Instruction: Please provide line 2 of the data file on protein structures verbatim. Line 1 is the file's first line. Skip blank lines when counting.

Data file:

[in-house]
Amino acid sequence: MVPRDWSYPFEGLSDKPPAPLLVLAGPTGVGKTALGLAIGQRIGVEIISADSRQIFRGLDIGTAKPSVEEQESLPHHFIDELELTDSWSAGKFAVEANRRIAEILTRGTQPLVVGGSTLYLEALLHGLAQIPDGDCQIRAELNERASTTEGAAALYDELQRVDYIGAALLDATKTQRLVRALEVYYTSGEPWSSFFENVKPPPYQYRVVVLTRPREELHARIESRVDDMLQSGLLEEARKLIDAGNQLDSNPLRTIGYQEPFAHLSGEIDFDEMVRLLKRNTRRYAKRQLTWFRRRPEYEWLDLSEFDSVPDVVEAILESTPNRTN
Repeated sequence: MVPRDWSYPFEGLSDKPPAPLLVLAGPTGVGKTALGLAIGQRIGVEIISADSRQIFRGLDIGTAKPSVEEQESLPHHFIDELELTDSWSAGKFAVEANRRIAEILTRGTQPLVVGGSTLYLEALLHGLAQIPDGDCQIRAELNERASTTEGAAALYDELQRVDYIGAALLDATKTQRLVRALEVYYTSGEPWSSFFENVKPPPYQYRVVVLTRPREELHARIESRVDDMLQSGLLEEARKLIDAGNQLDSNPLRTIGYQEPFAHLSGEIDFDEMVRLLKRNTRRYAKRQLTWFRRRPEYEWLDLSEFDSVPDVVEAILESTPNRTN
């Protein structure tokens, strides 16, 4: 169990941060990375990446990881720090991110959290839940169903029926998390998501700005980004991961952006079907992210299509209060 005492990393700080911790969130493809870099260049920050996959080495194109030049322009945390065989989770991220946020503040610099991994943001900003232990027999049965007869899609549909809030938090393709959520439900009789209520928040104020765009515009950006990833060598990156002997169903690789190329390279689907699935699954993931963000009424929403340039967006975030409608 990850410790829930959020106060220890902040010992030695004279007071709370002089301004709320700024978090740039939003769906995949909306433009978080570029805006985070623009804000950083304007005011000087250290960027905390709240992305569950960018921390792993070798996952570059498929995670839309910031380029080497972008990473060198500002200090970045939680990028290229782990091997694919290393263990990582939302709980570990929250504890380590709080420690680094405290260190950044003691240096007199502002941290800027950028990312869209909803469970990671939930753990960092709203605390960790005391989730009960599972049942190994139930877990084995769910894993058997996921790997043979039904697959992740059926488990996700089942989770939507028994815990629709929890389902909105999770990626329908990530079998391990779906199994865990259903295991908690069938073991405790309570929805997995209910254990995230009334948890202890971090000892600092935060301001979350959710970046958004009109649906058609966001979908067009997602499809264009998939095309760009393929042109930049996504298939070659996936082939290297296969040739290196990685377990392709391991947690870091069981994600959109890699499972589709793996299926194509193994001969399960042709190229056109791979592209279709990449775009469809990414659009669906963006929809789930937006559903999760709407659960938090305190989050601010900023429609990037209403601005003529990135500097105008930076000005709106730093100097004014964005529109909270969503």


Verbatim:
Amino acid sequence: MVPRDWSYPFEGLSDKPPAPLLVLAGPTGVGKTALGLAIGQRIGVEIISADSRQIFRGLDIGTAKPSVEEQESLPHHFIDELELTDSWSAGKFAVEANRRIAEILTRGTQPLVVGGSTLYLEALLHGLAQIPDGDCQIRAELNERASTTEGAAALYDELQRVDYIGAALLDATKTQRLVRALEVYYTSGEPWSSFFENVKPPPYQYRVVVLTRPREELHARIESRVDDMLQSGLLEEARKLIDAGNQLDSNPLRTIGYQEPFAHLSGEIDFDEMVRLLKRNTRRYAKRQLTWFRRRPEYEWLDLSEFDSVPDVVEAILESTPNRTN